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What does 'emergent' mean in a physics context (split from Information Paradox)


StringJunky
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8 hours ago, StringJunky said:

Yes, I'll go with those. The sudden part is where I implied jokingly  'magic'... it just seems to appear.

I am not sure if I proposed an atom bomb explosion as an emergent phenomenon back along but the echange at 'critical mass' is such a change.

(Just fancied a change from my arch as a conversation subject)

:)

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14 hours ago, Markus Hanke said:

 

Ok, but who is to say that “fundamental” necessarily has to be absolute and global? My thoughts were that ‘fundamental’ might be scale-dependent, so that laws can form a hierarchy, wherein each set of laws is fundamental on that level. So basically fundamental to me would mean irreducible. In that picture, nature would come about as a set of strata, ie a multi-level hierarchy of laws, each one of which being irreducible. Each lower level would then form a boundary condition of the next higher level, but does not uniquely determine it.

 

So are you describing an approach where holistic (high-order) phenomena have causal powers somehow above and beyond one micro-constituent interacting with an adjacent one?  For example, on a macro level, could you have a fundamental law in which there is downward causation through lower levels?  A popular example is a mind having the thought to take some action - this is viewed, by strong emergentists, as thoughts having causal power with downward causation through lower levels (neurons, synapses, action potentials, etc.).  This thought-event is not uniquely determined by the lower levels, but happens as a more global process that is somehow irreducible.  I am not asserting any of this as valid, just (like you) exploring some implications.

 

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12 minutes ago, TheVat said:

A popular example is a mind having the thought to take some action - this is viewed, by strong emergentists, as thoughts having causal power with downward causation through lower levels (neurons, synapses, action potentials, etc.) ... I am not asserting any of this as valid, just (like you) exploring some implications.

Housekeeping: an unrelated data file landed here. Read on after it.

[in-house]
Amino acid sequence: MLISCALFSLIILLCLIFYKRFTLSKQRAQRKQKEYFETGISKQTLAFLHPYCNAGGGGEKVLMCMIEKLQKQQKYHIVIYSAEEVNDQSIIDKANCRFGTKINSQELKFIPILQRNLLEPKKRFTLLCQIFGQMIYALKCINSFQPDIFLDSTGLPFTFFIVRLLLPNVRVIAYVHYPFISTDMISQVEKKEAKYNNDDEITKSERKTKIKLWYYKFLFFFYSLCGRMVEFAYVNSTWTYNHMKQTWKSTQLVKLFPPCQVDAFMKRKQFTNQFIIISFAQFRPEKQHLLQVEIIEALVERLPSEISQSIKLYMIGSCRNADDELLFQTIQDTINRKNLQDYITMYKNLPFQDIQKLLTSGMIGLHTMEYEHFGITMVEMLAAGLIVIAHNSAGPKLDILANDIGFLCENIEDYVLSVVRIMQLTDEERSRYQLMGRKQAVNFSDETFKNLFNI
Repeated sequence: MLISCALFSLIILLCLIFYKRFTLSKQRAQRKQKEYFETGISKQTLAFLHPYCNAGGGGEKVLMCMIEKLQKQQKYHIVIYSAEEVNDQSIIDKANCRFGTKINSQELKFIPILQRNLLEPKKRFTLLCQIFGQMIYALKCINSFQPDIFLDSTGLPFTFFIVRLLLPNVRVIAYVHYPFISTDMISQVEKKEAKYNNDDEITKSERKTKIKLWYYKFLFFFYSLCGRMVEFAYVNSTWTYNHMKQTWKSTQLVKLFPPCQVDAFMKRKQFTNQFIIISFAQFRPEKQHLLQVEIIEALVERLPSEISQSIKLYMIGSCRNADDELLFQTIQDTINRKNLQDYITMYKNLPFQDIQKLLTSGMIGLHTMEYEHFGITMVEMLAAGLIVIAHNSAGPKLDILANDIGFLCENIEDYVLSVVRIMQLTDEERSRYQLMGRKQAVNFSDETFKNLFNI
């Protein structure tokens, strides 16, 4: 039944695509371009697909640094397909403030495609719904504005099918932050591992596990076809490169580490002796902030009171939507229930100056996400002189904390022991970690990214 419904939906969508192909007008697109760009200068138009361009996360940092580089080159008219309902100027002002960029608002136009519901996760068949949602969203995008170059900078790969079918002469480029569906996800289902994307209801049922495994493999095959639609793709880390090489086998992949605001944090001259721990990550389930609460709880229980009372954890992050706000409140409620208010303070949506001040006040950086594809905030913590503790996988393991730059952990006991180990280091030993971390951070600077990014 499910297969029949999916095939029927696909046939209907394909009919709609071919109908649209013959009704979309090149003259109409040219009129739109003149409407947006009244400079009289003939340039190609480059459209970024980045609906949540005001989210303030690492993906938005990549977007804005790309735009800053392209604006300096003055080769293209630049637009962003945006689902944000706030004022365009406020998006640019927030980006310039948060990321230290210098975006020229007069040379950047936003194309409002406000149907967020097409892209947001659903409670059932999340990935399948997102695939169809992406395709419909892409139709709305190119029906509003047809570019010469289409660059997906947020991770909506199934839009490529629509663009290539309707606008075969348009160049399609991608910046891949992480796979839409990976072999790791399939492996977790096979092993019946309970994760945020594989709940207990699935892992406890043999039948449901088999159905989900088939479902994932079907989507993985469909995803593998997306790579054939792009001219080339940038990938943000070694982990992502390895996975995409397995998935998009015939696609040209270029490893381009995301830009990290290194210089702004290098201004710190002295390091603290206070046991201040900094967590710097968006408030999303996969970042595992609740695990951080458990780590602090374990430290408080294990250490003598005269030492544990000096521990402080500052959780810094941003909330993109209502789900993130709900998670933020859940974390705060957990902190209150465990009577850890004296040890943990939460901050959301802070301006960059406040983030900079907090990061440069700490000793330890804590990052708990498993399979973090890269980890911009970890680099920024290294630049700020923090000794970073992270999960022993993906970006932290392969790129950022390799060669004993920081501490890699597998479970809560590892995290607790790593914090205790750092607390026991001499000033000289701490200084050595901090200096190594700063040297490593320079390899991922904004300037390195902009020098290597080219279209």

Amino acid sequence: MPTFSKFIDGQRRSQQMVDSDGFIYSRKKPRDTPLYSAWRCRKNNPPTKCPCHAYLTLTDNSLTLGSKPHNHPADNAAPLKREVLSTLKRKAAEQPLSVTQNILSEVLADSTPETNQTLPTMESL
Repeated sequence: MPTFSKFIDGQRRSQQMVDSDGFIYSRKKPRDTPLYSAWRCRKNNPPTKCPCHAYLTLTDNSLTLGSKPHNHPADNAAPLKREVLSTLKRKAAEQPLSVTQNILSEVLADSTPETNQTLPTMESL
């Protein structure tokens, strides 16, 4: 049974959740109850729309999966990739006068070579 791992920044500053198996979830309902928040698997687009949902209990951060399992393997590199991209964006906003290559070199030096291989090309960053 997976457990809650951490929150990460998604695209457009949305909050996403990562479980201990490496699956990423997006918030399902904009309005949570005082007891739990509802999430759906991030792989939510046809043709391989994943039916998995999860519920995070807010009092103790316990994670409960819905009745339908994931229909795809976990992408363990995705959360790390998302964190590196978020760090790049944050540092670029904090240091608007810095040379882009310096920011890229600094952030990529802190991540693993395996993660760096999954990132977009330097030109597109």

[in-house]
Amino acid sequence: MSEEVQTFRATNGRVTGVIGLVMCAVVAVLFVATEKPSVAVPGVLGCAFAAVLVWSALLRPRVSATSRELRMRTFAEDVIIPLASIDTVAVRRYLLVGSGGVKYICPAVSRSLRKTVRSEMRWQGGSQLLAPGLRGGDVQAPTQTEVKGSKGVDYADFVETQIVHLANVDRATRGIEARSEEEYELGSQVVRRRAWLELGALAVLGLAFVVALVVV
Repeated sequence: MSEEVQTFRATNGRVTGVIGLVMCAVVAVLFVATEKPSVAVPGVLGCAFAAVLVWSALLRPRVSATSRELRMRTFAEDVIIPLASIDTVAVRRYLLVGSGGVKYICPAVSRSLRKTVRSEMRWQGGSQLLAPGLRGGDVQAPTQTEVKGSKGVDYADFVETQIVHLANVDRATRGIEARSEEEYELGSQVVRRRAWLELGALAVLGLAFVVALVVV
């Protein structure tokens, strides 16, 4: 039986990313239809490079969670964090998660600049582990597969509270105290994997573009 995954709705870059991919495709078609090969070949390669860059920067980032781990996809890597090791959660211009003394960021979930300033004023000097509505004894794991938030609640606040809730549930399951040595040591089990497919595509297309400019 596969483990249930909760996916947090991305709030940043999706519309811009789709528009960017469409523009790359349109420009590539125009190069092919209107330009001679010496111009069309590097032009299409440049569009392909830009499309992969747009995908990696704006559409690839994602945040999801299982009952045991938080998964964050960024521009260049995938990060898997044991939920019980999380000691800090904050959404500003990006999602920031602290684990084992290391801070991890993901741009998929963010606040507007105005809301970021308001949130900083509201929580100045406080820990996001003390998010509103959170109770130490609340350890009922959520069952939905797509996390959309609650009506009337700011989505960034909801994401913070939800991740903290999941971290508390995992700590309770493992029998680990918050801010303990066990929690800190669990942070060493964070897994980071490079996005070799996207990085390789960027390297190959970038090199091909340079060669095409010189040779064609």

Mind affecting brain would mean that atoms and molecules disobey laws of physics, unless mind is a new fundamental field.

(Exploring implications as well.)

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53 minutes ago, studiot said:

I think that 'cause' and 'scale' are extraneous parameters that do not bear upon 'emergence' or have at best only the loosest of connection to it.

I think so as well. I propose here a different approach:

A phenomenon appears emergent to us if it emerges as a consequence of some mathematical "hocus-pocus" rather than a straightforward result of other laws.

Such are all statistical phenomena: entropy, statistical distributions, blackbody radiation, Bose-Einstein condensate, superfluidity, superconductivity, ...

Such are conservation laws emerging, via Noether theorem, from symmetries of the system's Lagrangian.

Such is even a familiar phenomenon that solid materials do not collapse in on themselves or on each other. There is nothing emergent about it when it is erroneously explained by electrostatic repulsion of outer electrons in atoms. But it is emergent when viewed correctly as a consequence of Pauli exclusion principle, which in turn is a manifestation of antisymmetry of fermionic wavefunctions. 

Existence of mater and anti-matter is an emergent phenomenon too, because it is a required in order for quantum wave equations to be Lorentz invariant.

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7 minutes ago, Genady said:

I think so as well. I propose here a different approach:

A phenomenon appears emergent to us if it emerges as a consequence of some mathematical "hocus-pocus" rather than a straightforward result of other laws.

Such are all statistical phenomena: entropy, statistical distributions, blackbody radiation, Bose-Einstein condensate, superfluidity, superconductivity, ...